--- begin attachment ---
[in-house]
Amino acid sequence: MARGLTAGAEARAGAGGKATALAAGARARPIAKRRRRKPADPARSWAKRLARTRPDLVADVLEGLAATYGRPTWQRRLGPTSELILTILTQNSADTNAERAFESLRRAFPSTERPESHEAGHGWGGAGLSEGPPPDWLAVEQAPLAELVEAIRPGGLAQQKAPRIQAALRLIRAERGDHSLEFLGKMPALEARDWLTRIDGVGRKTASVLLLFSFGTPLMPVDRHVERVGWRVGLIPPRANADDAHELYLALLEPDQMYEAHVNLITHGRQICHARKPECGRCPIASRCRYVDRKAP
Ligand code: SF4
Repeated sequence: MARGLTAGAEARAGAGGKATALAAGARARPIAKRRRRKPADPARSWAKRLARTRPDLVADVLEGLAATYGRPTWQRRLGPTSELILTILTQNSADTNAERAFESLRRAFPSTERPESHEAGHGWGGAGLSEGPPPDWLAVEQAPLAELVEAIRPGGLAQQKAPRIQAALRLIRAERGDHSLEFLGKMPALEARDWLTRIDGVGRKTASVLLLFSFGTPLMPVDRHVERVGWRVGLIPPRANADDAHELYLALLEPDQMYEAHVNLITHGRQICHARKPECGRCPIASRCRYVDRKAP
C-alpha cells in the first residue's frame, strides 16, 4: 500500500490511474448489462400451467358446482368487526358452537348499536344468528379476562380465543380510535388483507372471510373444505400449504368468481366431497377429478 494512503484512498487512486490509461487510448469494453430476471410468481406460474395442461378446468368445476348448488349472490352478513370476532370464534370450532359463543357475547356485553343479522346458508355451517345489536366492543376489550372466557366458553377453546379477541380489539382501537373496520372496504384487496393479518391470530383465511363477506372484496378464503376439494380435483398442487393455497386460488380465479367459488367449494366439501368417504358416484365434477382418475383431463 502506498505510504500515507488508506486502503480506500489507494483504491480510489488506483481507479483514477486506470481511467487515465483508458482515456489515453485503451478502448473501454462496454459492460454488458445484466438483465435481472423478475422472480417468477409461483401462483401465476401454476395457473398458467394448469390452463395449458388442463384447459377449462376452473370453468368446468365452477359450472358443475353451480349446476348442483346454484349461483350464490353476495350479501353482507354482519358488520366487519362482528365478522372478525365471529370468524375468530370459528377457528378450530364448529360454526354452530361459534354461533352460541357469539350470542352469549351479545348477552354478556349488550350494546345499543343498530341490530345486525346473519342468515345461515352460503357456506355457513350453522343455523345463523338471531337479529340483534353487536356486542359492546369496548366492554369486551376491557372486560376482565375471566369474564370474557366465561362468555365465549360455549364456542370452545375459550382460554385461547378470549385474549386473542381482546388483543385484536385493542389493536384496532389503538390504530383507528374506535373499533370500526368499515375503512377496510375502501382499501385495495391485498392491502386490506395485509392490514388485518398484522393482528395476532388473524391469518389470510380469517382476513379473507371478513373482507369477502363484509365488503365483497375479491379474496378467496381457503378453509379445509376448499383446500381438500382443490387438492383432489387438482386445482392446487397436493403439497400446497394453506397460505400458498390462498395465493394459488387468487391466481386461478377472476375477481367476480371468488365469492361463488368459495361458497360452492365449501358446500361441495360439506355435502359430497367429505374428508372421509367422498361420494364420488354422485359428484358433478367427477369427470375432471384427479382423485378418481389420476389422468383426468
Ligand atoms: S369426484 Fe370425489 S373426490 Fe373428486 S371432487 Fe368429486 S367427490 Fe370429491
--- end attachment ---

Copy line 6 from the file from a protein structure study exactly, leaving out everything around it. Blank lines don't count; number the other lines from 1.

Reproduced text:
Ligand atoms: S369426484 Fe370425489 S373426490 Fe373428486 S371432487 Fe368429486 S367427490 Fe370429491